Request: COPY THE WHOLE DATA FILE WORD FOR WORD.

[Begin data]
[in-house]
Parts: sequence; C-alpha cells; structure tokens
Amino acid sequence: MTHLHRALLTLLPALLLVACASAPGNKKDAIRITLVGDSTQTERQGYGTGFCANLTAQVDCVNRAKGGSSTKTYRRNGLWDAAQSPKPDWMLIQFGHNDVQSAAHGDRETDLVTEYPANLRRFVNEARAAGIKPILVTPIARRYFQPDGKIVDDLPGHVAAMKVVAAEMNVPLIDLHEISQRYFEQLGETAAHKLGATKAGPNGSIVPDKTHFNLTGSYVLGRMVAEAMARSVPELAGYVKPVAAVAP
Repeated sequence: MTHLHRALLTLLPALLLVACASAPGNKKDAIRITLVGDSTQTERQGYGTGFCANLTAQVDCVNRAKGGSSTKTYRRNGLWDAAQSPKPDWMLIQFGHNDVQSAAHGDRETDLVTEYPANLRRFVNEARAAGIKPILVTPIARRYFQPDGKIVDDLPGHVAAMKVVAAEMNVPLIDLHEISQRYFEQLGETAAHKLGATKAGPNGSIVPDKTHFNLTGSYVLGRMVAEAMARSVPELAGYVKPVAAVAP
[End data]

[in-house]
Parts: sequence; C-alpha cells; structure tokens
Amino acid sequence: MTHLHRALLTLLPALLLVACASAPGNKKDAIRITLVGDSTQTERQGYGTGFCANLTAQVDCVNRAKGGSSTKTYRRNGLWDAAQSPKPDWMLIQFGHNDVQSAAHGDRETDLVTEYPANLRRFVNEARAAGIKPILVTPIARRYFQPDGKIVDDLPGHVAAMKVVAAEMNVPLIDLHEISQRYFEQLGETAAHKLGATKAGPNGSIVPDKTHFNLTGSYVLGRMVAEAMARSVPELAGYVKPVAAVAP
Repeated sequence: MTHLHRALLTLLPALLLVACASAPGNKKDAIRITLVGDSTQTERQGYGTGFCANLTAQVDCVNRAKGGSSTKTYRRNGLWDAAQSPKPDWMLIQFGHNDVQSAAHGDRETDLVTEYPANLRRFVNEARAAGIKPILVTPIARRYFQPDGKIVDDLPGHVAAMKVVAAEMNVPLIDLHEISQRYFEQLGETAAHKLGATKAGPNGSIVPDKTHFNLTGSYVLGRMVAEAMARSVPELAGYVKPVAAVAP